Parental support is eight times more important in determining a child's academic success than social class, according to a new study.
The Campaign for Learning found that parental involvement in a child's education can mean the difference between an A* and an "also-ran" at GCSE.
The report, called Give your child a better chance, by Dr Leon Feinstein of the London School of Economics, said: "Interested parents made a huge difference, regardless of class or income.
"However, low education, low social class and low income are often associated with low parental interest.
"It is necessary to find ways of encouraging and supporting involvement, rather than simply blaming the parents."
The study has been released to coincide with Family Learning Weekend (October 10-12). It found that almost half of parents did not talk to teachers even once during a school term because many felt inadequate or lacked knowledge about the curriculum, and were fearful of "getting it wrong". Others had bad memories of their own school days which tainted their view of school and teachers.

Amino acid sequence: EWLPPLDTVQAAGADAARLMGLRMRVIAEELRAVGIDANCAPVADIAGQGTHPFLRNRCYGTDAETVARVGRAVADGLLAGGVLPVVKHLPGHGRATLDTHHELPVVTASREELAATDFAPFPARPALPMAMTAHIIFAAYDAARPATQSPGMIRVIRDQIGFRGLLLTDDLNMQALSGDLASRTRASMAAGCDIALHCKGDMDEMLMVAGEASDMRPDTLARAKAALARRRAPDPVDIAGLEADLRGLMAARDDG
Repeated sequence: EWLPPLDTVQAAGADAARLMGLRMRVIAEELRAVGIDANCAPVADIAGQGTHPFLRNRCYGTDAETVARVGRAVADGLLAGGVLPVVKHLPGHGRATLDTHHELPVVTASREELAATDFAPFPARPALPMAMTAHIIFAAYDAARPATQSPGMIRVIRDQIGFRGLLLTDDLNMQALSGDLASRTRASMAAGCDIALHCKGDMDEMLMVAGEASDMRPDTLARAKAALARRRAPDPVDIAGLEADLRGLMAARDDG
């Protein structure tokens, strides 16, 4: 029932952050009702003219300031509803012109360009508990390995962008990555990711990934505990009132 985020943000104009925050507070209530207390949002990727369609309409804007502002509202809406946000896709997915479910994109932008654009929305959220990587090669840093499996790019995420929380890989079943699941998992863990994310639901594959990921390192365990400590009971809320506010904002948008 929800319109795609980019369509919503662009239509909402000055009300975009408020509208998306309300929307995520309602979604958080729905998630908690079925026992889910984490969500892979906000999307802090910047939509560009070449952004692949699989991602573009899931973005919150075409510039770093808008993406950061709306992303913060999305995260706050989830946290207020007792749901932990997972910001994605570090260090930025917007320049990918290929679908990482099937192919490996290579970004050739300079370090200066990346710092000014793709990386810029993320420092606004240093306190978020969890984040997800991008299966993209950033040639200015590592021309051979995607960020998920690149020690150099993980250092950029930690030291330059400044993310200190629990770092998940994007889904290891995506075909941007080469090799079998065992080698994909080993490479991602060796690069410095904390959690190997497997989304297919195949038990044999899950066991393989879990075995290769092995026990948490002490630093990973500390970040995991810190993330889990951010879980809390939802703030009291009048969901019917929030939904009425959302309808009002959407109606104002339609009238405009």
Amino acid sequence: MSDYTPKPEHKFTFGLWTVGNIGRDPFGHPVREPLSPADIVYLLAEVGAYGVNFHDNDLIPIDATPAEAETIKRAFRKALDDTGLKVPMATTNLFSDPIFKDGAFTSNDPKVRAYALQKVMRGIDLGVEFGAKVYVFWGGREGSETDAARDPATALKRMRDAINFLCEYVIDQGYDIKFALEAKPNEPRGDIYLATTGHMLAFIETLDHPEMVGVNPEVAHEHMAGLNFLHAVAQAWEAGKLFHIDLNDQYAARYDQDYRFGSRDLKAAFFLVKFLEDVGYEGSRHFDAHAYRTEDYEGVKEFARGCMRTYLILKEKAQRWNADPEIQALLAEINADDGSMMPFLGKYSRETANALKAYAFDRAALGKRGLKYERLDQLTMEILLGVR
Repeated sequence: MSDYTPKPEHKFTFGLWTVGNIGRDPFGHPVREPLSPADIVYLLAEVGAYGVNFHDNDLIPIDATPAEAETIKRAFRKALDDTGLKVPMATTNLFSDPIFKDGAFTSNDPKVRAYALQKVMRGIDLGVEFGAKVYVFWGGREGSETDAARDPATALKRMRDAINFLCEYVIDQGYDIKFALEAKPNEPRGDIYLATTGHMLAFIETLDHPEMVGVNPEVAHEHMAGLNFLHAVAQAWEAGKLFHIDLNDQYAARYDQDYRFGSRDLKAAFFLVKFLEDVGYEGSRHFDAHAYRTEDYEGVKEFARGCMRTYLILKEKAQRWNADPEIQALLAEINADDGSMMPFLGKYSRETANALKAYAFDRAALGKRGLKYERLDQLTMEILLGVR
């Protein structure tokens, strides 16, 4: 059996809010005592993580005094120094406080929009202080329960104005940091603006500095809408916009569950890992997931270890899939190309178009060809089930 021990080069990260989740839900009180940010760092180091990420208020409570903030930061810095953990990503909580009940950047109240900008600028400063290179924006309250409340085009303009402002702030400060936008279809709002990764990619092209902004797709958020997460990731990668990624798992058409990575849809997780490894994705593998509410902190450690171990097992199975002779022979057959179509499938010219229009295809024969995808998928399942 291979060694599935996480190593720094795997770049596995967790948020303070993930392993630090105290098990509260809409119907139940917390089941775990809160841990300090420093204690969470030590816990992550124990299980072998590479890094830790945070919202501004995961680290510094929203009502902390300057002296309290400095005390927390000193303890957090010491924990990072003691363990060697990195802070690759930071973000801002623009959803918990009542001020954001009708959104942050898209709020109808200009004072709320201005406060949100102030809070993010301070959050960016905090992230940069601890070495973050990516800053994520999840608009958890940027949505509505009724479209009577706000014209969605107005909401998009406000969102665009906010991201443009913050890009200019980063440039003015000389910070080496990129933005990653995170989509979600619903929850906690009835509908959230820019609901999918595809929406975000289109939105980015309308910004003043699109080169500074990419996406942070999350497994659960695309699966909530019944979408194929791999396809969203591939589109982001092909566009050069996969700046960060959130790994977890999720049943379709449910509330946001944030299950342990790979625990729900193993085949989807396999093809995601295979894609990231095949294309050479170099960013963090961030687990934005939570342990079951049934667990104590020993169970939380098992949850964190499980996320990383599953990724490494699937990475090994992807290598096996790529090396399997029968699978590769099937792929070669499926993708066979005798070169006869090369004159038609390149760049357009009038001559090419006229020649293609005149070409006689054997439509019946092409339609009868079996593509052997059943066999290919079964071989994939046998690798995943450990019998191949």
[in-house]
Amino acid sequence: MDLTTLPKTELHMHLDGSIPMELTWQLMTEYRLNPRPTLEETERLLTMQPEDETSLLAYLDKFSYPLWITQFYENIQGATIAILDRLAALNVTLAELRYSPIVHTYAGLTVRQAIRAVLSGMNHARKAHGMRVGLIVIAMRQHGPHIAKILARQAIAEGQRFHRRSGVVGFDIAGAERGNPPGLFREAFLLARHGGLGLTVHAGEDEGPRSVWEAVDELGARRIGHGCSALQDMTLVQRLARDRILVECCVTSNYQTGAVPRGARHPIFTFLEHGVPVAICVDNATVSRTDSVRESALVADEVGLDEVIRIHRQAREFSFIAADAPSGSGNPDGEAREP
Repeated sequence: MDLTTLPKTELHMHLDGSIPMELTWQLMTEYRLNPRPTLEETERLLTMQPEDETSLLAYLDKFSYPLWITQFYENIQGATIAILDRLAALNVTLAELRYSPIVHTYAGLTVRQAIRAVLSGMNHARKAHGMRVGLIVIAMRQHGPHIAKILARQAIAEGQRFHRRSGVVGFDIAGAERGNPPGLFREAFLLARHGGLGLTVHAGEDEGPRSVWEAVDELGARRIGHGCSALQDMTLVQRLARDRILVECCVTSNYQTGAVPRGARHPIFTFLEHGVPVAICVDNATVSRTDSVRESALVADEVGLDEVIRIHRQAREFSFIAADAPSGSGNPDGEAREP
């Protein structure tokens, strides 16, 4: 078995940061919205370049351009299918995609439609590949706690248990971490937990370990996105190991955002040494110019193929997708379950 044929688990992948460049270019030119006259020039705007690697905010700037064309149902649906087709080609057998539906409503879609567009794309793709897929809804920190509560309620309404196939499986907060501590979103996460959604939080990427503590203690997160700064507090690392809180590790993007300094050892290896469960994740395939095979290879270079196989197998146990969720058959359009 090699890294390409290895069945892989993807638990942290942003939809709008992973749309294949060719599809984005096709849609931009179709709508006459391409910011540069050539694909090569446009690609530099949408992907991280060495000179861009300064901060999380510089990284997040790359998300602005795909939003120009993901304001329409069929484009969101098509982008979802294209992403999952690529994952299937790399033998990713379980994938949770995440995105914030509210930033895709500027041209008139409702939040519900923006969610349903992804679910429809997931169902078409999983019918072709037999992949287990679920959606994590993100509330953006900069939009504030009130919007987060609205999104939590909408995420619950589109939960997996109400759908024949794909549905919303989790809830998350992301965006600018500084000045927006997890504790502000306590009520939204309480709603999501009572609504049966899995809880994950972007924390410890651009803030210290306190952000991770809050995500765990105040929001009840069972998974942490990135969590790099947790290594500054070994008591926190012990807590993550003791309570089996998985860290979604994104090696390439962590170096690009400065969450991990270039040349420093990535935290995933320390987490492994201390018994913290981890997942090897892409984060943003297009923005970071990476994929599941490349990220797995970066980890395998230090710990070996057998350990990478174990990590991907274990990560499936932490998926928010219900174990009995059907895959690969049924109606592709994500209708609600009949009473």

The campaign wants more funding for courses and activities that support parents in their children's education, and more campaigning to promote the value of parental involvement.
Susie Parson, the campaign's chief executive, said: "For too long, parents in economically deprived areas have been judged insufficient. We believe that family learning is the most neglected area of current policy."
Meanwhile, a separate report found that young children were being turned into "robots" by schools desperate to improve their league-table ranking.
The survey of 2,000 mothers in England and Wales found that more than eight out of 10 thought that their children had too much homework, and an increase in the number of projects and exams was ruining home life and leading to arguments.
Sian Rees, editor of Real magazine, which carried out the childhood stress survey, said: "The stress being heaped on children from a young age is unbelievable.
"Schools are turning children into homework robots in a bid to get further up the league tables."